• In contrast, commodity exporters are under severe economic strains, including the region’s three largest countries, Angola, Nigeria, and South Africa. The near-term prospects of oil exporters in particular have worsened, notwithstanding the modest uptick in oil prices, as the slowdown is becoming entrenched—activity among these countries is expected to contract by 1¼ percent this year. Among other resource-intensive countries, growth in the Democratic Republic of Congo, Ghana, South Africa, Zambia, and Zimbabwe is decelerating sharply or stuck in low gear.

Policy adjustment among hard-hit countries needs to be enacted promptly to allow for a rebound in growth.

  • Worryingly, in the face of strong financial and economic pressures, the policy response in many of the hardest-hit countries has been slow and piecemeal, often accompanied by stopgap measures such as central bank financing and the accumulation of arrears, and leading to rapidly rising public debt. In oil-exporting countries with flexible regimes, exchange rates have been allowed to adjust only with reluctance, resulting in strong pressures on deposits and foreign exchange reserves. As a result, the delayed adjustment and ensuing policy uncertainty have been deterring investment and stifling new sources of growth—making a return to strong growth rates more difficult.

  • Instead, a sustained adjustment effort is needed, based on a comprehensive and internally consistent set of policies. This implies fully allowing the exchange rate to absorb external pressures for countries outside monetary unions, reestablishing macroeconomic stability—including by tightening monetary policy where needed to tackle sharp increases in inflation—and focusing as much as possible on growth-friendly elements of fiscal consolidation. With limited buffers, the scope to ease the adjustment path will depend critically on the availability of new financing, ideally on concessional terms.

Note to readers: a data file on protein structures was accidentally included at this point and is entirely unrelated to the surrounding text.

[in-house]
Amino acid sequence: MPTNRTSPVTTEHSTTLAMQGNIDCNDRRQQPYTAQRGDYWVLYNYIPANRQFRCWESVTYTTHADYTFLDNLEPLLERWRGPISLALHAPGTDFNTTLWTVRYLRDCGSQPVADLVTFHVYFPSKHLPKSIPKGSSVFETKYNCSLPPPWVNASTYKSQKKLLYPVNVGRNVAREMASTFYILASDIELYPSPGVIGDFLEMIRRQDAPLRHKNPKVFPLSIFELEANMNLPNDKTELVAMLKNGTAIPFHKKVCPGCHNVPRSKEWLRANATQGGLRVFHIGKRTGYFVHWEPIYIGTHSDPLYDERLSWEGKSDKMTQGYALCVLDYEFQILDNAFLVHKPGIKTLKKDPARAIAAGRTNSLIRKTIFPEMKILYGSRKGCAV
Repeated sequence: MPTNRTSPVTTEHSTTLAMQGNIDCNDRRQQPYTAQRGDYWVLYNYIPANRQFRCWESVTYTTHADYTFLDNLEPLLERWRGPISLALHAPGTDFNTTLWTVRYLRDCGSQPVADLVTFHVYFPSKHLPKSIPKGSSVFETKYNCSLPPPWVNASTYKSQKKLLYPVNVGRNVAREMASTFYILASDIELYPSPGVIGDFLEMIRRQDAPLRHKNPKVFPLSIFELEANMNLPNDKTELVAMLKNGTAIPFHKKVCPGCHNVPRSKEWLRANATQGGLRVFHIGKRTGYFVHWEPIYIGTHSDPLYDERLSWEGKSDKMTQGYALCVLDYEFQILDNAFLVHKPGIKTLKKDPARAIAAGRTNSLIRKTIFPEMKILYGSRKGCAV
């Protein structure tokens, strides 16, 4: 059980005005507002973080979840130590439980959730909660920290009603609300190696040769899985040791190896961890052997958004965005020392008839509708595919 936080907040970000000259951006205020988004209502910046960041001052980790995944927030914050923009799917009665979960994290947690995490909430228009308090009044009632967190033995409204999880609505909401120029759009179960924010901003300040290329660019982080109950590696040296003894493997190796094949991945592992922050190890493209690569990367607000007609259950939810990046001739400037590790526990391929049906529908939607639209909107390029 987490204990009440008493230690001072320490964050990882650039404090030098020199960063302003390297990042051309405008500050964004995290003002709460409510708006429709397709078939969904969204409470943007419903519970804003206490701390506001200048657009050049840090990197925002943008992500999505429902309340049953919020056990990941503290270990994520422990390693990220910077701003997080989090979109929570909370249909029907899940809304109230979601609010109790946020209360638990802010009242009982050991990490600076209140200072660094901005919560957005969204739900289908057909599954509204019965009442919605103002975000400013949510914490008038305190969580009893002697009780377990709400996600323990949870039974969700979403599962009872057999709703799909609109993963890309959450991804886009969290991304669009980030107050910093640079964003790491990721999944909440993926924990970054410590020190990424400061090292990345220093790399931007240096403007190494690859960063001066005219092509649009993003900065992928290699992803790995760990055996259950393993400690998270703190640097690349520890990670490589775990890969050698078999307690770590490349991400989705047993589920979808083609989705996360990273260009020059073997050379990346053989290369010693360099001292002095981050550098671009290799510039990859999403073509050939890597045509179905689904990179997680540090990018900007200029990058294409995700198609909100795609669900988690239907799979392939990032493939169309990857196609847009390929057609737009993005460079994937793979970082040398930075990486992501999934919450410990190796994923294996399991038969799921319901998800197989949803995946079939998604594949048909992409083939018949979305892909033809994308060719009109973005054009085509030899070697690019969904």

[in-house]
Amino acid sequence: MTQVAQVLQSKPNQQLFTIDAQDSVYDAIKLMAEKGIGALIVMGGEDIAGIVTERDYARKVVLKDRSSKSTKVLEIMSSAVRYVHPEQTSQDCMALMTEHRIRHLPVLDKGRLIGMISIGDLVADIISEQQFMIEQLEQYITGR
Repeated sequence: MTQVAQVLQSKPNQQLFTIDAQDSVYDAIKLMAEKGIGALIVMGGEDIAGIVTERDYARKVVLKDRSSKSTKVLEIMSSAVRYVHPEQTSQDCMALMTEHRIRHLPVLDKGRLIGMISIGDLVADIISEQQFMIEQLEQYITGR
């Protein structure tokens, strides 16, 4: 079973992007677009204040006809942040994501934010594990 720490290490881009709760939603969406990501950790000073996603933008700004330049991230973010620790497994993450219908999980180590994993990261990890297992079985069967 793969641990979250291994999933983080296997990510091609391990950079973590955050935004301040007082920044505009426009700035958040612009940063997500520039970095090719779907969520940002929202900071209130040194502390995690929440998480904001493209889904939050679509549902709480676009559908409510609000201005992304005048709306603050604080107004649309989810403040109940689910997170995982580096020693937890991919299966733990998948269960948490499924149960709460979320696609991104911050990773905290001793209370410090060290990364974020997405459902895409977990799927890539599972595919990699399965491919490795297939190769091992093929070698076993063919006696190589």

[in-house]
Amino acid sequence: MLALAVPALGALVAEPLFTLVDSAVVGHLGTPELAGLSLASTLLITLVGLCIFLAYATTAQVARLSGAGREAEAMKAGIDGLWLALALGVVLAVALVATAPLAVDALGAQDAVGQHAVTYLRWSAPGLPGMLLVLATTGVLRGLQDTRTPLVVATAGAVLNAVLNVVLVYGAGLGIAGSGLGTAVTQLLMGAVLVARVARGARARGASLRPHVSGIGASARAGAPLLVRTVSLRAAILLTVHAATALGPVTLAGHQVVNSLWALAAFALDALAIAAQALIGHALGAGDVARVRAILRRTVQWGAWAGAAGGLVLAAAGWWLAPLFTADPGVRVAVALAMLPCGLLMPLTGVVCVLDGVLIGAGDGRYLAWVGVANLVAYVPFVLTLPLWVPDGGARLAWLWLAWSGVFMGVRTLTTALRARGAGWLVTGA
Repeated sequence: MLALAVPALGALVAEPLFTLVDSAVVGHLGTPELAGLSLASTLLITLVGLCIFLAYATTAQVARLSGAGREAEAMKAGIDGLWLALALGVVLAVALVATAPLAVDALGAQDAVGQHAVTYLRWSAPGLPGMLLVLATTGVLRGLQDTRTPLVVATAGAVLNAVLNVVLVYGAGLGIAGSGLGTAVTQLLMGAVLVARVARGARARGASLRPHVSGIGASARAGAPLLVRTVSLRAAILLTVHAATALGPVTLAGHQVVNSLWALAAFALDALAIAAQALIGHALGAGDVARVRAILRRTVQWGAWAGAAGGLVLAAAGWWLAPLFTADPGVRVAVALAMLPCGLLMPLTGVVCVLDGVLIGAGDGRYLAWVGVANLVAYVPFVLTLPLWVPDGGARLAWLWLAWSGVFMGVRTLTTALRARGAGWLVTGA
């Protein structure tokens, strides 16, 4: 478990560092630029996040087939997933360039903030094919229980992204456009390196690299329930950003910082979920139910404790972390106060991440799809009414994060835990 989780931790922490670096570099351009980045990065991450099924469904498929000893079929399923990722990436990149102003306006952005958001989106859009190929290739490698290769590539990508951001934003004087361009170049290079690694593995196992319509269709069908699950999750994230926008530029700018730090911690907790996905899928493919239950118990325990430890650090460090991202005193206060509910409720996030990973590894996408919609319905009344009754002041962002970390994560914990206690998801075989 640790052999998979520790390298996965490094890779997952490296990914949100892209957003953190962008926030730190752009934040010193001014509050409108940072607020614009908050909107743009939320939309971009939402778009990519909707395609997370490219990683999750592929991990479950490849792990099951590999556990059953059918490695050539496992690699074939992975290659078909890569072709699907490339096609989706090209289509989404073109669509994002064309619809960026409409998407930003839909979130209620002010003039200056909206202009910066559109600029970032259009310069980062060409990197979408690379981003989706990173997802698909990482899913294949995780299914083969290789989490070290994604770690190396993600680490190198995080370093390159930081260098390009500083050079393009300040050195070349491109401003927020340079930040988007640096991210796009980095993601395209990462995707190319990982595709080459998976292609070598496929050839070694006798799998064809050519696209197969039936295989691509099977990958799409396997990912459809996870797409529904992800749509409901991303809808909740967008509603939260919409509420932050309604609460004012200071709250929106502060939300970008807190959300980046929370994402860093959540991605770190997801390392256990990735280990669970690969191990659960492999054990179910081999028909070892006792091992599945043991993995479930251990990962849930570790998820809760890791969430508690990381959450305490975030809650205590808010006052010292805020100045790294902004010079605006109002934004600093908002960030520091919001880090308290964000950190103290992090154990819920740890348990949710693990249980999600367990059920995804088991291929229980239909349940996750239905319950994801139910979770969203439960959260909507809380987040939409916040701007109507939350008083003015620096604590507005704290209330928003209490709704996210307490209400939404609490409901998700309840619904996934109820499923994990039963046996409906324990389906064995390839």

Countries that are still growing rapidly should rebuild buffers in comparatively favorable times to stem the increase in public debt. In an environment of tighter and more volatile financial markets, striking the right balance between much-needed developmental spending and hard-won debt sustainability remains the main challenge. While policy action is not as urgent as for the hardest-hit countries, debt has nonetheless been on an upward trend in many of these countries despite robust growth, and, going forward, some fiscal consolidation appears warranted.

Exchange Rate Regimes in Sub-Saharan Africa: Experiences and Lessons

The second chapter documents the evolution of exchange rate regimes in the region since 1980 and considers the bearing they have had on macroeconomic performance, including inflation, output growth, output volatility, and fiscal outcomes, relative to other emerging markets and developing countries.

As in other regions, there is considerable variation in regimes across sub-Saharan Africa, although the region distinguishes itself for its high prevalence of pegs, with nearly 60 percent of its countries operating under a peg in 2014. Over time, and as in other emerging markets and developing countries, some countries with more flexible regimes have tended to move toward less flexible arrangements, particularly after the 2008 global financial crisis. For sub-Saharan African countries, this appears to reflect the fact that many commodity exporters leaned against nominal appreciations in the face of significant foreign exchange inflows when commodity prices were high.